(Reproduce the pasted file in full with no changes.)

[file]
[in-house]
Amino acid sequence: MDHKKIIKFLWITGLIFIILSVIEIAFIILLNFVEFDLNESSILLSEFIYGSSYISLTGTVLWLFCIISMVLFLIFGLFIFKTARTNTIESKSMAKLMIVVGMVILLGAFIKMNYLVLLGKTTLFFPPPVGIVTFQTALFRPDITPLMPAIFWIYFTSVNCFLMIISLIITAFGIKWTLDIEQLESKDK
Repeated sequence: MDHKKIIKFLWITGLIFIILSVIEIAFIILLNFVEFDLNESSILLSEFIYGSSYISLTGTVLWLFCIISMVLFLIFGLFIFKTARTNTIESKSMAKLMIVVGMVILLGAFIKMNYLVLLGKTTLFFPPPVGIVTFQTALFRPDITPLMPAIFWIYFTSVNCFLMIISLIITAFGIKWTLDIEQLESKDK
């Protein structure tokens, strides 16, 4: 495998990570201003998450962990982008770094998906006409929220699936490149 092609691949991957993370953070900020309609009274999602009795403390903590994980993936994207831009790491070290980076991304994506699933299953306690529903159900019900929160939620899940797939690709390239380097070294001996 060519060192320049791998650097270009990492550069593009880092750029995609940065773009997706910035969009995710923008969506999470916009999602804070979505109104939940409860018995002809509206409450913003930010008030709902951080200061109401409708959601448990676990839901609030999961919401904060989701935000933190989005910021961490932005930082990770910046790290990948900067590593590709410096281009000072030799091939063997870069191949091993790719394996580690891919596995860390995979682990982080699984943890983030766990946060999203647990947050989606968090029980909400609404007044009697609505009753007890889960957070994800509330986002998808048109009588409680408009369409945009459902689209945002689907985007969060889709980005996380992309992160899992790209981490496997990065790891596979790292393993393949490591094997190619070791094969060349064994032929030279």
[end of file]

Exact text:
[in-house]
Amino acid sequence: MDHKKIIKFLWITGLIFIILSVIEIAFIILLNFVEFDLNESSILLSEFIYGSSYISLTGTVLWLFCIISMVLFLIFGLFIFKTARTNTIESKSMAKLMIVVGMVILLGAFIKMNYLVLLGKTTLFFPPPVGIVTFQTALFRPDITPLMPAIFWIYFTSVNCFLMIISLIITAFGIKWTLDIEQLESKDK
Repeated sequence: MDHKKIIKFLWITGLIFIILSVIEIAFIILLNFVEFDLNESSILLSEFIYGSSYISLTGTVLWLFCIISMVLFLIFGLFIFKTARTNTIESKSMAKLMIVVGMVILLGAFIKMNYLVLLGKTTLFFPPPVGIVTFQTALFRPDITPLMPAIFWIYFTSVNCFLMIISLIITAFGIKWTLDIEQLESKDK
């Protein structure tokens, strides 16, 4: 495998990570201003998450962990982008770094998906006409929220699936490149 092609691949991957993370953070900020309609009274999602009795403390903590994980993936994207831009790491070290980076991304994506699933299953306690529903159900019900929160939620899940797939690709390239380097070294001996 060519060192320049791998650097270009990492550069593009880092750029995609940065773009997706910035969009995710923008969506999470916009999602804070979505109104939940409860018995002809509206409450913003930010008030709902951080200061109401409708959601448990676990839901609030999961919401904060989701935000933190989005910021961490932005930082990770910046790290990948900067590593590709410096281009000072030799091939063997870069191949091993790719394996580690891919596995860390995979682990982080699984943890983030766990946060999203647990947050989606968090029980909400609404007044009697609505009753007890889960957070994800509330986002998808048109009588409680408009369409945009459902689209945002689907985007969060889709980005996380992309992160899992790209981490496997990065790891596979790292393993393949490591094997190619070791094969060349064994032929030279």